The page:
No room for complacency on alcohol
The increasing use of and prevalence of hard drugs in Samoa has already established itself as one of the most pressing issues to be dealt with by the Government in the new year.
Three raids in the past month have confirmed that class A drugs have become a serious problem in Samoa.
Accordingly, the police Minister, Faualo Harry Schuster, recently said cracking down on illegal drugs would be a top priority for the Government this year.
"The aim is to stop before it gets worse or out of control," Faualo said.
"We are taking up this issue very seriously and we will not rest until we find all those who are not only using illicit drugs but also selling them.
"The possession of drugs and ice is illegal in Samoa, and our police force has a duty to prevent members of the public from carrying out these types of activities.”
Faualo’s statement of intent is laudable and the public’s shock at the increasing frequency of drug raids is understandable.
Drugs such as methamphetamine threaten the nation’s social fabric and to inflict the many problems associated with their use such as violence, corruption and health hazards.
But their shock emergence should not draw our attention away from the corrosive effects of the abuse of alcohol, another kind of drug towards which we are at risk of becoming complacent.
Alcohol’s familiarity and pervasiveness makes it difficult for us to objectively appraise its harms in the same way we might illegal substances.
But over the festive season they were plain for all to see and extended far beyond the evidence in the capital streets of those who had over indulged at end of year parties.
The risks to public health and safety posed by alcohol stem in large part to its prevalence and legal status.
Despite being far less acute than most all illegal drugs, when spread across a national population with a strong drinking culture such as our own, alcohol’s hazards can become very serious and its harms are very often borne by innocent third parties.
There are strong and well-established links between excessive alcohol consumption and irrational behaviour, particularly violence at home or in public or driving accidents.
Alcoholic excess is also a serious burden upon our health system and is linked to a number of chronic illnesses, including kidney failure and gout, which research suggests Samoans may be genetically predisposed toward.
As this newspaper recently reported, data suggests that these problems are increasing.
The number of cases referred to the Salvation Army Addiction Services for treatment has risen steadily, from 334 in 2019 to 535 last year.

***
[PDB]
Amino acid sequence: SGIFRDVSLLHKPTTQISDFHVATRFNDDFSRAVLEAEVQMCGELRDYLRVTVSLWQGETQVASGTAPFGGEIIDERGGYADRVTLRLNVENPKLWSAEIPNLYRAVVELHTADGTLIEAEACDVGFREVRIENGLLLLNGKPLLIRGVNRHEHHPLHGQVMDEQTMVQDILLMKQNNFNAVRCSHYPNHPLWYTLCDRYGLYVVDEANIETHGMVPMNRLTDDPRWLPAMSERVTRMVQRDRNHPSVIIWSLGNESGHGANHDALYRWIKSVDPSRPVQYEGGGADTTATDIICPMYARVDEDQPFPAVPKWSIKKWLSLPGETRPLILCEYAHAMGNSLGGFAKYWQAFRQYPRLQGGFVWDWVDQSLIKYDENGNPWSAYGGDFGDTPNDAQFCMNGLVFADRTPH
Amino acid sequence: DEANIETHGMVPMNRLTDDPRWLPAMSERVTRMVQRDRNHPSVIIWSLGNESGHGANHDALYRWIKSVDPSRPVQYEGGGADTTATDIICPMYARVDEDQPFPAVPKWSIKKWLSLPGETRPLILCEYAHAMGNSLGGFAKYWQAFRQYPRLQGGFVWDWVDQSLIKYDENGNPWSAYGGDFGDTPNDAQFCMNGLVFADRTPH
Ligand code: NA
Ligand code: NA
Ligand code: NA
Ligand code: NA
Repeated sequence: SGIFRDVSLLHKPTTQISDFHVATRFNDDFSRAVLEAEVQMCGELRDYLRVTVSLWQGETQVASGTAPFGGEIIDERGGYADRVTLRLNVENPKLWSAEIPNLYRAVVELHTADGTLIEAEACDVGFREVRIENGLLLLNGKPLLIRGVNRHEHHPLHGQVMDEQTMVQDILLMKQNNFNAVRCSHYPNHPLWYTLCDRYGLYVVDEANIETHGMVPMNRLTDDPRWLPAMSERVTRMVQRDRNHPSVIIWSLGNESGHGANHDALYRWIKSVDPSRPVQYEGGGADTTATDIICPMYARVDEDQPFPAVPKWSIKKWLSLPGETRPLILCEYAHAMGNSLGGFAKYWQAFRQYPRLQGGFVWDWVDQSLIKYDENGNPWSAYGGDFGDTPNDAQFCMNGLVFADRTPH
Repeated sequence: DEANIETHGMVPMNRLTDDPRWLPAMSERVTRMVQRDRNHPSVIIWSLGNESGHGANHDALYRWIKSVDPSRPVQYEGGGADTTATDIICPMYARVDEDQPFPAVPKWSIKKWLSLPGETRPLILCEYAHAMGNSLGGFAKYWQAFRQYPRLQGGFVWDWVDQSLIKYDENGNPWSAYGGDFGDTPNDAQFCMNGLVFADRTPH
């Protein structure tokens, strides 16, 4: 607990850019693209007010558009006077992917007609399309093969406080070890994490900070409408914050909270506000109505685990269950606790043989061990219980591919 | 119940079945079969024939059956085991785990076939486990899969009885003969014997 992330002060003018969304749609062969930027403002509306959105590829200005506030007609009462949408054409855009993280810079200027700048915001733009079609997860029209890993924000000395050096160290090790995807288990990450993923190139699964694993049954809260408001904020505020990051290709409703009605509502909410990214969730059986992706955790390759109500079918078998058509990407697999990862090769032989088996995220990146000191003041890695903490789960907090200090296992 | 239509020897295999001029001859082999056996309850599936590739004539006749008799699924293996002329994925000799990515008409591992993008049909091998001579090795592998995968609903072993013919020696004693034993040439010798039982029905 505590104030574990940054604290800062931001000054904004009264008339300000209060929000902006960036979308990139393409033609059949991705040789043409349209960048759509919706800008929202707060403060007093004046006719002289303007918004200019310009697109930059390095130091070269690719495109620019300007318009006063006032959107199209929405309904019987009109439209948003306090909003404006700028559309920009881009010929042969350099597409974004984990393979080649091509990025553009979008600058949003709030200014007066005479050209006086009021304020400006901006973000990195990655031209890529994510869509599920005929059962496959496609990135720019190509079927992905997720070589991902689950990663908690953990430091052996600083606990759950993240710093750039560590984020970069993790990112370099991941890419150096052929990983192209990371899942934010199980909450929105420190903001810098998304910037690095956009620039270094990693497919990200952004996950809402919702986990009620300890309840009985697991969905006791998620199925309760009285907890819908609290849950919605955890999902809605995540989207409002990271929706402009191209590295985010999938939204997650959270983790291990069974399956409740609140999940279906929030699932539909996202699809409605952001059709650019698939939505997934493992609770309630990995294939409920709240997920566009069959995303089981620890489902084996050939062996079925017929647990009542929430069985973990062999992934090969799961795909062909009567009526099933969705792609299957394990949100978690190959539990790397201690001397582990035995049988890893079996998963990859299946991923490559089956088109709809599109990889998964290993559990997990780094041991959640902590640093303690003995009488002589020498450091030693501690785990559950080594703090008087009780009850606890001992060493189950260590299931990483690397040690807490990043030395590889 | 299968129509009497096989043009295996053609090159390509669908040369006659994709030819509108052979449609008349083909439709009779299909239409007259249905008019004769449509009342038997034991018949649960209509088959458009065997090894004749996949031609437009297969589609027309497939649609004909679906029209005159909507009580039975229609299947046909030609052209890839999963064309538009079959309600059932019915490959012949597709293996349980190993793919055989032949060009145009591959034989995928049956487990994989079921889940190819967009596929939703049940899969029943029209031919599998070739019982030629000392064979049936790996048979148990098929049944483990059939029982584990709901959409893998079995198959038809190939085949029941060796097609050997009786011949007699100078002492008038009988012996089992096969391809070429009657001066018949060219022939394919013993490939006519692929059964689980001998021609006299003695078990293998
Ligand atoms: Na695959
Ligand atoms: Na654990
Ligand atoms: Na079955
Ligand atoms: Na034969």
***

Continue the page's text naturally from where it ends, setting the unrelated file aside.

These statistics do not paint an entirely reliable picture of the extent of the problem of alcohol abuse.
Of those seeking treatment, a majority are doing so as a result of compulsion from the legal system rather than as a result of their own recognition of an inability to tackle problems with substance abuse, suggesting they underestimate the extent of the problem.
(As this newspaper reported, of the 86 people arrested during the police’s festive season crackdown the majority were in relation to incidents connected to drunkenness.)
But they do point to a growing social ill that needs to be addressed.
As the Government returns to its offices this week, a recent paper on public health by Dr. Viali Lameko and Professor Penelope Schoeffel should be at the front of policymaker’s minds.
While principally about obesity, that study made important observations about public policy that should equally apply in other domains. One was the limited results to have been achieved through a policy approach that relies on people changing their behaviour in response to appeals from the Government or simple 'awareness raising’.
The other was the inefficiency of applying taxes to harmful products without an underpinning strategic approach.
Under the previous Government we saw as much with a ham-fisted and later rescinded attempt to increase the excise on liquor in Samoa, an initiative that achieved very little indeed to curb problem drinking.
It is clear that while there are no isolated or simple solutions, Samoa is long overdue for an overhaul of its public health policies. Better regulation of alcohol, be it through ensuring its responsible service in public, restricting its use or increasing the availability of treatment for those in need must be part of that conversation.